Now is our moment for action.
We need to put a pricetag on carbon emissions, and eliminate government subsidies for coal, gas, and oil companies. We need to end the free ride that industrial polluters have been given in the name of a free-market economy, they don’t deserve our tax dollars, they deserve our scrutiny. For the economy itself will die if our ecosystems collapse.
The good news is that renewable energy is not only achievable but good economic policy. New research shows that by 2050 clean, renewable energy could supply 100% of the world’s energy needs using existing technologies, and it would create millions of jobs.
This is not a partisan debate; it is a human one. Clean air and water, and a livable climate are inalienable human rights. And solving this crisis is not a question of politics. It is our moral obligation – if, admittedly, a daunting one.
We only get one planet. Humankind must become accountable on a massive scale for the wanton destruction of our collective home. Protecting our future on this planet depends on the conscious evolution of our species.
This is the most urgent of times, and the most urgent of messages.
Honoured delegates, leaders of the world, I pretend for a living. But you do not. The people made their voices heard on Sunday around the world and the momentum will not stop. And now it’s YOUR turn, the time to answer the greatest challenge of our existence on this planet … is now.
I beg you to face it with courage. And honesty. Thank you.
If on the one hand there are famous people who become spokespeople for a better future, celebrities who endorse the struggle against climate change, on the other hand there are young people, institutions and organizations who believe in taking action for mankind and planet Earth. Their words are as powerful as the words of stars or powerful people. Their words resonate and echo in the future. Watch these videos. What strategy do they use to raise the viewers’ awareness and to sensitize them to their cause? Discuss in groups. Then think of what images, refrains, catchphrases you could use in your own video. Would you use your own voices? Would you show your faces? Would you use photos or snatches of videos? Would you use a soundtrack?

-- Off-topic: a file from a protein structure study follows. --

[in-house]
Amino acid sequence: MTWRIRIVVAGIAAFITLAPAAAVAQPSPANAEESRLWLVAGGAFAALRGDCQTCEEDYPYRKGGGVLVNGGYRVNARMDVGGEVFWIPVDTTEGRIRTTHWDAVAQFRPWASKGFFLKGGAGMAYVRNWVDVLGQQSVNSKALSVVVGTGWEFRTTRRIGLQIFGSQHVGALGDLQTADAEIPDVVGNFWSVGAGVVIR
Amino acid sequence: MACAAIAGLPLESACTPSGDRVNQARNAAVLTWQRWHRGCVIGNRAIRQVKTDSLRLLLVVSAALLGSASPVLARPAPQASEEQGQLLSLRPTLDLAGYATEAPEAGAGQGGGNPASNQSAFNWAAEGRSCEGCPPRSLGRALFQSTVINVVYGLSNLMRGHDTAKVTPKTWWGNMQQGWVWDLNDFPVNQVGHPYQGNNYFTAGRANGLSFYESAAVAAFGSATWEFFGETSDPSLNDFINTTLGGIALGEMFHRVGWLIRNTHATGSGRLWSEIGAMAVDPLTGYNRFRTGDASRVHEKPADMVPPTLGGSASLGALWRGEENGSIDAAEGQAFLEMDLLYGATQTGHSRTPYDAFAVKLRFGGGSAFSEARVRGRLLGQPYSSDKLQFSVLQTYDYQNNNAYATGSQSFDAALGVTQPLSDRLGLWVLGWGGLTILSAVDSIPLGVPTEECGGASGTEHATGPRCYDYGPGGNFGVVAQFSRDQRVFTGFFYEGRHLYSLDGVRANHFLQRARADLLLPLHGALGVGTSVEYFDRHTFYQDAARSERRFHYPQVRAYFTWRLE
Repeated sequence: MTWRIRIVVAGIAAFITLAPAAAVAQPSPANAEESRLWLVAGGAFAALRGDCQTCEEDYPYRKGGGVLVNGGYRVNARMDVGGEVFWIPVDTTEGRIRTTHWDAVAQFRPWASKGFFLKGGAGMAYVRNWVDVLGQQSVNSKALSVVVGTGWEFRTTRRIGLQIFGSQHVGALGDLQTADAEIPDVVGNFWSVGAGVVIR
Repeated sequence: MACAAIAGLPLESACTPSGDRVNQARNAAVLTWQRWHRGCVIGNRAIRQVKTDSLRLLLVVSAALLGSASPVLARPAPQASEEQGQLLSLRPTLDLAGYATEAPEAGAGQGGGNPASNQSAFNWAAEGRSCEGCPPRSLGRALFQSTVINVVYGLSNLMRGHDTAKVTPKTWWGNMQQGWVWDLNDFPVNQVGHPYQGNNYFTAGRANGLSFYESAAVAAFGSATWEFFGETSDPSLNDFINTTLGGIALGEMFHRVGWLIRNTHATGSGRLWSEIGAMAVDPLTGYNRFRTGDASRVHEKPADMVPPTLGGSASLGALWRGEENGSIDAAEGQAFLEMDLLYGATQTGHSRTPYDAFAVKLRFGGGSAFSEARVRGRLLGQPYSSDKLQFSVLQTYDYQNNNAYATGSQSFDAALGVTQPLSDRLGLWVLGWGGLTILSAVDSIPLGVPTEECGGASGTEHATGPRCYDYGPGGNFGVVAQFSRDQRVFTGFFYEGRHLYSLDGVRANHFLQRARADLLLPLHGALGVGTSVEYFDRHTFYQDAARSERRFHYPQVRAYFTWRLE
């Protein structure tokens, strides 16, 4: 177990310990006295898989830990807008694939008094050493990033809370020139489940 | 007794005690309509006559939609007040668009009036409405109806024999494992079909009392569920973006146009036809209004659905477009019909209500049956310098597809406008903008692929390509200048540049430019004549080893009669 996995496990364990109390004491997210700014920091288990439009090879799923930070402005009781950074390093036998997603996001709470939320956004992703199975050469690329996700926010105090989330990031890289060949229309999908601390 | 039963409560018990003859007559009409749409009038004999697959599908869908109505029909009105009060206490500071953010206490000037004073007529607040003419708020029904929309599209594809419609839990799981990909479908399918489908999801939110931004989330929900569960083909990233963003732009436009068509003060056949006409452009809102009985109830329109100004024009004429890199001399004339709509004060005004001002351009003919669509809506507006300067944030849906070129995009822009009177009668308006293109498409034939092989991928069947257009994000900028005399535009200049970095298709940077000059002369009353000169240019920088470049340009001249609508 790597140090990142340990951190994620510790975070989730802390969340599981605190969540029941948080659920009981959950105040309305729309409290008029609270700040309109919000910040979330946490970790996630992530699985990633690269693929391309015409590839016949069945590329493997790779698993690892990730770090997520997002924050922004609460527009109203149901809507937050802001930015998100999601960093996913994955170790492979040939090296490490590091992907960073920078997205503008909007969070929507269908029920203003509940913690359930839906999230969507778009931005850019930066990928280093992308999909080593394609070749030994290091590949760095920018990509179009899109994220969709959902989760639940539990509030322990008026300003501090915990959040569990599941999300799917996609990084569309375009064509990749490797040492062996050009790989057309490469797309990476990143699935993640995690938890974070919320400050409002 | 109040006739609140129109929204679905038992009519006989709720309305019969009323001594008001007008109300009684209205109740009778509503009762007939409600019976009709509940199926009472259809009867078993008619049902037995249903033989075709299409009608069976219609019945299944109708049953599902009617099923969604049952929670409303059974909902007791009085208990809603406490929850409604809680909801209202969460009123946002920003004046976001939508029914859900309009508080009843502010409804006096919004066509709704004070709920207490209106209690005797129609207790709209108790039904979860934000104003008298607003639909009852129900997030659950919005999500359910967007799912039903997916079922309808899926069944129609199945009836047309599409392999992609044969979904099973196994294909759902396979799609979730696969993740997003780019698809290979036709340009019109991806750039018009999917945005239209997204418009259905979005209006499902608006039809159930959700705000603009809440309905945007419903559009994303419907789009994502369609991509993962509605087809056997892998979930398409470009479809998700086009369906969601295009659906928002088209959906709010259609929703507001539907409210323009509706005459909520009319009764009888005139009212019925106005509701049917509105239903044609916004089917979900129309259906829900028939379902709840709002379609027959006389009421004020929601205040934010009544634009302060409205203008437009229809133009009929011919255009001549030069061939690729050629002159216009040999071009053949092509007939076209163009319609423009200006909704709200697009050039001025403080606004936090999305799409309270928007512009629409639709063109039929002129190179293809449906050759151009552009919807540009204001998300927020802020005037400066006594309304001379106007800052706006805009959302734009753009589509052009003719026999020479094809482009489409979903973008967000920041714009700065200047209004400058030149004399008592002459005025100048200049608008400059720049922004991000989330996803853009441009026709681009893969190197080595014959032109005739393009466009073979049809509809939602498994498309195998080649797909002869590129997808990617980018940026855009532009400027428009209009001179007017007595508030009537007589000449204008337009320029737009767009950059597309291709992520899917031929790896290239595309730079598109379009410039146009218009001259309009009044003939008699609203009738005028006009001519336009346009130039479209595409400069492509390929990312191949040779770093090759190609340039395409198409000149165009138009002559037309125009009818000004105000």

There are different means used by institutions to fight for a cause. Videos are shot, messages are endorsed by popular people or commoners, or there is the use of social advertising. Do you find social advertising effective? Ineffective? Why (not)? Should governments invest more money on social advertising campaigns to be broadcast on tv or on printed advertising to be printed in magazines/newspapers or put on hoardings along streets or roads.
If you happen to find other interesting examples of social ads, please share them by posting the link in the comment space below.
Now click on sticky moose and let me/us know the ad you liked most? In class you will say why.
While surfing the net after interesting videos for you to watch, I came across this short film by Morgan Freeman. I found it pleasant and powerful at the same time and I would like to know what you think of it yourself.
I would like to conclude this learning path dedicated to the much-debated issue of climate change with a creative writing activity. I invite you to watch the marvellous short film by Werner Herzog, which invites us to look at the world through the “eyes” of a plastic bag. He drags us into an imaginary but realistic journey. You become that plastic bag, what are your emotions? How do you feel? What would you like to say? Let us hear your words, write a poem, choose the title and then post it on the Padlet below so that your classmates can appreaciate your poem.